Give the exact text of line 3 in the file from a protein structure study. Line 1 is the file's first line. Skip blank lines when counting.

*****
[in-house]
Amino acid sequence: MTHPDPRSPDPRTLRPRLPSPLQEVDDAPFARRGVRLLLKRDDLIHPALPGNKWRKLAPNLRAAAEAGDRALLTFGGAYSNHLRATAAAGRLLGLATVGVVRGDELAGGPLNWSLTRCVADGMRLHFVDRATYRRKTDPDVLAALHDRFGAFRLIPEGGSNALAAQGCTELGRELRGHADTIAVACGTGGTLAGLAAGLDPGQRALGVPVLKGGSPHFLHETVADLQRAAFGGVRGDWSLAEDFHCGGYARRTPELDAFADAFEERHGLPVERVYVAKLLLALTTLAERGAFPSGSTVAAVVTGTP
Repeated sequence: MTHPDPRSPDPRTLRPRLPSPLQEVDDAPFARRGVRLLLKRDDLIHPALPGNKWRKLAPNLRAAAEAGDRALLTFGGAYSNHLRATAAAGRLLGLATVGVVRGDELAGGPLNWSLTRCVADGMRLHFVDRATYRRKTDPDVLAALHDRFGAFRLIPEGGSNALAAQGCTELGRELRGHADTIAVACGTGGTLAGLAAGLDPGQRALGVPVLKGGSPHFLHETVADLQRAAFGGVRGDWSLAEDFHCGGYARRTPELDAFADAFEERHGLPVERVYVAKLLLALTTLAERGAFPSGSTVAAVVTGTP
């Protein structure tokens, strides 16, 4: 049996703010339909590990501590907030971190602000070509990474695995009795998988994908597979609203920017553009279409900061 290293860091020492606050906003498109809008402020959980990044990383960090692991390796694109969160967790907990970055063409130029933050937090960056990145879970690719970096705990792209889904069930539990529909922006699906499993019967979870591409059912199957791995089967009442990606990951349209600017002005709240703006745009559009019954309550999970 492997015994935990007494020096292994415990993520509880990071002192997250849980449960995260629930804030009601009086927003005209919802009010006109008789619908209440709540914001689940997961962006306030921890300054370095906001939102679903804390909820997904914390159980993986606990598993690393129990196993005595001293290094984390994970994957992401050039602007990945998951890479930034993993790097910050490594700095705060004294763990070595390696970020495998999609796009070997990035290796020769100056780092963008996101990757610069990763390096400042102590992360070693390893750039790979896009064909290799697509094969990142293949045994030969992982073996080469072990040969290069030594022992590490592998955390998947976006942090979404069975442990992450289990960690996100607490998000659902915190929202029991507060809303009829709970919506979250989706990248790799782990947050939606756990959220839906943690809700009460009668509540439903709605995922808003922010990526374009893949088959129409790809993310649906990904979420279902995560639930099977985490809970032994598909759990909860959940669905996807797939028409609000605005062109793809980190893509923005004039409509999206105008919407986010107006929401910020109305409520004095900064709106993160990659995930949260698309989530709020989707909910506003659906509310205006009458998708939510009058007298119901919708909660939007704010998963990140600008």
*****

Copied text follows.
Repeated sequence: MTHPDPRSPDPRTLRPRLPSPLQEVDDAPFARRGVRLLLKRDDLIHPALPGNKWRKLAPNLRAAAEAGDRALLTFGGAYSNHLRATAAAGRLLGLATVGVVRGDELAGGPLNWSLTRCVADGMRLHFVDRATYRRKTDPDVLAALHDRFGAFRLIPEGGSNALAAQGCTELGRELRGHADTIAVACGTGGTLAGLAAGLDPGQRALGVPVLKGGSPHFLHETVADLQRAAFGGVRGDWSLAEDFHCGGYARRTPELDAFADAFEERHGLPVERVYVAKLLLALTTLAERGAFPSGSTVAAVVTGTP